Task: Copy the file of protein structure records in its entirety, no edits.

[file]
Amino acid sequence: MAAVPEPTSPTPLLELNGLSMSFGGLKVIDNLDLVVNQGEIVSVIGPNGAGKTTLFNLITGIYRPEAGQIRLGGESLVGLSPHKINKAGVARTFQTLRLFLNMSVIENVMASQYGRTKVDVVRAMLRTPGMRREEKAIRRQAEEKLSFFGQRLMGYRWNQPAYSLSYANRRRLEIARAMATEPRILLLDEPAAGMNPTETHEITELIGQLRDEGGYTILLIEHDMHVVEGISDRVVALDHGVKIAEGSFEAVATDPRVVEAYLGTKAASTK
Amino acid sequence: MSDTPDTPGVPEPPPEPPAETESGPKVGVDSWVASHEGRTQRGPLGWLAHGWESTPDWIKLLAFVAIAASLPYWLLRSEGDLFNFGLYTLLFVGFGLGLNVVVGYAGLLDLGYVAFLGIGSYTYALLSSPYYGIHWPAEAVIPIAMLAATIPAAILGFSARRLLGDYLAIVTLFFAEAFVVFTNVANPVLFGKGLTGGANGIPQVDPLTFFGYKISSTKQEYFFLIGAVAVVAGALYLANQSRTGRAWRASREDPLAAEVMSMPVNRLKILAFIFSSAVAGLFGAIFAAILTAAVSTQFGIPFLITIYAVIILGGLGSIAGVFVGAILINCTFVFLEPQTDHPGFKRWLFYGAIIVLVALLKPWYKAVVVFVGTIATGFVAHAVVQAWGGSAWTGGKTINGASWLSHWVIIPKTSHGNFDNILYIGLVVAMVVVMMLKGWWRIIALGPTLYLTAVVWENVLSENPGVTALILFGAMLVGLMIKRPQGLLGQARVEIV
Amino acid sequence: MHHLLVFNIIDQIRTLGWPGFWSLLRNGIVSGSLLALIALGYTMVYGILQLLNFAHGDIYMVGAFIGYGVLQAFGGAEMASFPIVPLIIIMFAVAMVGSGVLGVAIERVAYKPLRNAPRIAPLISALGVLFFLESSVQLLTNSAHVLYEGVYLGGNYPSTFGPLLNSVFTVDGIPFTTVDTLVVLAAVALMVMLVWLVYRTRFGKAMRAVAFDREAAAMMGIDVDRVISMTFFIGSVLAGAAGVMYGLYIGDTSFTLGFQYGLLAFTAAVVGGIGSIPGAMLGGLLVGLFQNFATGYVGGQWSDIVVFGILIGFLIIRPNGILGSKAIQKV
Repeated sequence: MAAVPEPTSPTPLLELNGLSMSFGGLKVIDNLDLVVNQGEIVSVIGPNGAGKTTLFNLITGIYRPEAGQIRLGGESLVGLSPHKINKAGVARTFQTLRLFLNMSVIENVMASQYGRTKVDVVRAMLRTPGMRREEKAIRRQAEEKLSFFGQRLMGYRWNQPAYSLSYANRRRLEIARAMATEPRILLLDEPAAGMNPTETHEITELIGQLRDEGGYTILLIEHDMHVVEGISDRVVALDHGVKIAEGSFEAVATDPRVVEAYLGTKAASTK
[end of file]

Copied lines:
Amino acid sequence: MAAVPEPTSPTPLLELNGLSMSFGGLKVIDNLDLVVNQGEIVSVIGPNGAGKTTLFNLITGIYRPEAGQIRLGGESLVGLSPHKINKAGVARTFQTLRLFLNMSVIENVMASQYGRTKVDVVRAMLRTPGMRREEKAIRRQAEEKLSFFGQRLMGYRWNQPAYSLSYANRRRLEIARAMATEPRILLLDEPAAGMNPTETHEITELIGQLRDEGGYTILLIEHDMHVVEGISDRVVALDHGVKIAEGSFEAVATDPRVVEAYLGTKAASTK
Amino acid sequence: MSDTPDTPGVPEPPPEPPAETESGPKVGVDSWVASHEGRTQRGPLGWLAHGWESTPDWIKLLAFVAIAASLPYWLLRSEGDLFNFGLYTLLFVGFGLGLNVVVGYAGLLDLGYVAFLGIGSYTYALLSSPYYGIHWPAEAVIPIAMLAATIPAAILGFSARRLLGDYLAIVTLFFAEAFVVFTNVANPVLFGKGLTGGANGIPQVDPLTFFGYKISSTKQEYFFLIGAVAVVAGALYLANQSRTGRAWRASREDPLAAEVMSMPVNRLKILAFIFSSAVAGLFGAIFAAILTAAVSTQFGIPFLITIYAVIILGGLGSIAGVFVGAILINCTFVFLEPQTDHPGFKRWLFYGAIIVLVALLKPWYKAVVVFVGTIATGFVAHAVVQAWGGSAWTGGKTINGASWLSHWVIIPKTSHGNFDNILYIGLVVAMVVVMMLKGWWRIIALGPTLYLTAVVWENVLSENPGVTALILFGAMLVGLMIKRPQGLLGQARVEIV
Amino acid sequence: MHHLLVFNIIDQIRTLGWPGFWSLLRNGIVSGSLLALIALGYTMVYGILQLLNFAHGDIYMVGAFIGYGVLQAFGGAEMASFPIVPLIIIMFAVAMVGSGVLGVAIERVAYKPLRNAPRIAPLISALGVLFFLESSVQLLTNSAHVLYEGVYLGGNYPSTFGPLLNSVFTVDGIPFTTVDTLVVLAAVALMVMLVWLVYRTRFGKAMRAVAFDREAAAMMGIDVDRVISMTFFIGSVLAGAAGVMYGLYIGDTSFTLGFQYGLLAFTAAVVGGIGSIPGAMLGGLLVGLFQNFATGYVGGQWSDIVVFGILIGFLIIRPNGILGSKAIQKV
Repeated sequence: MAAVPEPTSPTPLLELNGLSMSFGGLKVIDNLDLVVNQGEIVSVIGPNGAGKTTLFNLITGIYRPEAGQIRLGGESLVGLSPHKINKAGVARTFQTLRLFLNMSVIENVMASQYGRTKVDVVRAMLRTPGMRREEKAIRRQAEEKLSFFGQRLMGYRWNQPAYSLSYANRRRLEIARAMATEPRILLLDEPAAGMNPTETHEITELIGQLRDEGGYTILLIEHDMHVVEGISDRVVALDHGVKIAEGSFEAVATDPRVVEAYLGTKAASTK